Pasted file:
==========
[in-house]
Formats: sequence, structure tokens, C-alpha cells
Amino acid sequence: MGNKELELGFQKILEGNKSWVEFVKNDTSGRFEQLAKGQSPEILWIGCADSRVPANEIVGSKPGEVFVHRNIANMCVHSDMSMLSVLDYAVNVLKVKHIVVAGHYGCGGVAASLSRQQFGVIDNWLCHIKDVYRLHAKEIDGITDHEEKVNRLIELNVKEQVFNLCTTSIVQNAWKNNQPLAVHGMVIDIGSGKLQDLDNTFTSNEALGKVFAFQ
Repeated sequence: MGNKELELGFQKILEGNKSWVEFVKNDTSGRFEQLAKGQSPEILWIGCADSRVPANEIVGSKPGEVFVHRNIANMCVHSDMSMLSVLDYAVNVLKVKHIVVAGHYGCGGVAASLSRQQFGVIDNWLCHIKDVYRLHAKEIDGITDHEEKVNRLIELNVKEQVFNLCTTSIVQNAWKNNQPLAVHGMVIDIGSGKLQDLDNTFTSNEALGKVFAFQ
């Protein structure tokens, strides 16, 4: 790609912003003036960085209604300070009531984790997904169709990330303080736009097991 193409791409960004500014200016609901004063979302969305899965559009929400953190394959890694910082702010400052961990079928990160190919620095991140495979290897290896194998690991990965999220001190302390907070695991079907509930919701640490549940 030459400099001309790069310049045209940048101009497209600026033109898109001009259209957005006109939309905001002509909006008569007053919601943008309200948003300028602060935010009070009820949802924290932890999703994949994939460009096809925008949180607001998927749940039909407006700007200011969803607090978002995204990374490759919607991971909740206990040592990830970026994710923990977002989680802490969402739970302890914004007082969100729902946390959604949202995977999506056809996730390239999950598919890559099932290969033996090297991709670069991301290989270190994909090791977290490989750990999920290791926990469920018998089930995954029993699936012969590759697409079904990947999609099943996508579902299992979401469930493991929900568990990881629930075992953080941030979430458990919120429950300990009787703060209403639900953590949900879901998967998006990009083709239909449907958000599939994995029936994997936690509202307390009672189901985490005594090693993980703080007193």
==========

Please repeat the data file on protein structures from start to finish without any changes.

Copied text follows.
[in-house]
Formats: sequence, structure tokens, C-alpha cells
Amino acid sequence: MGNKELELGFQKILEGNKSWVEFVKNDTSGRFEQLAKGQSPEILWIGCADSRVPANEIVGSKPGEVFVHRNIANMCVHSDMSMLSVLDYAVNVLKVKHIVVAGHYGCGGVAASLSRQQFGVIDNWLCHIKDVYRLHAKEIDGITDHEEKVNRLIELNVKEQVFNLCTTSIVQNAWKNNQPLAVHGMVIDIGSGKLQDLDNTFTSNEALGKVFAFQ
Repeated sequence: MGNKELELGFQKILEGNKSWVEFVKNDTSGRFEQLAKGQSPEILWIGCADSRVPANEIVGSKPGEVFVHRNIANMCVHSDMSMLSVLDYAVNVLKVKHIVVAGHYGCGGVAASLSRQQFGVIDNWLCHIKDVYRLHAKEIDGITDHEEKVNRLIELNVKEQVFNLCTTSIVQNAWKNNQPLAVHGMVIDIGSGKLQDLDNTFTSNEALGKVFAFQ
């Protein structure tokens, strides 16, 4: 790609912003003036960085209604300070009531984790997904169709990330303080736009097991 193409791409960004500014200016609901004063979302969305899965559009929400953190394959890694910082702010400052961990079928990160190919620095991140495979290897290896194998690991990965999220001190302390907070695991079907509930919701640490549940 030459400099001309790069310049045209940048101009497209600026033109898109001009259209957005006109939309905001002509909006008569007053919601943008309200948003300028602060935010009070009820949802924290932890999703994949994939460009096809925008949180607001998927749940039909407006700007200011969803607090978002995204990374490759919607991971909740206990040592990830970026994710923990977002989680802490969402739970302890914004007082969100729902946390959604949202995977999506056809996730390239999950598919890559099932290969033996090297991709670069991301290989270190994909090791977290490989750990999920290791926990469920018998089930995954029993699936012969590759697409079904990947999609099943996508579902299992979401469930493991929900568990990881629930075992953080941030979430458990919120429950300990009787703060209403639900953590949900879901998967998006990009083709239909449907958000599939994995029936994997936690509202307390009672189901985490005594090693993980703080007193």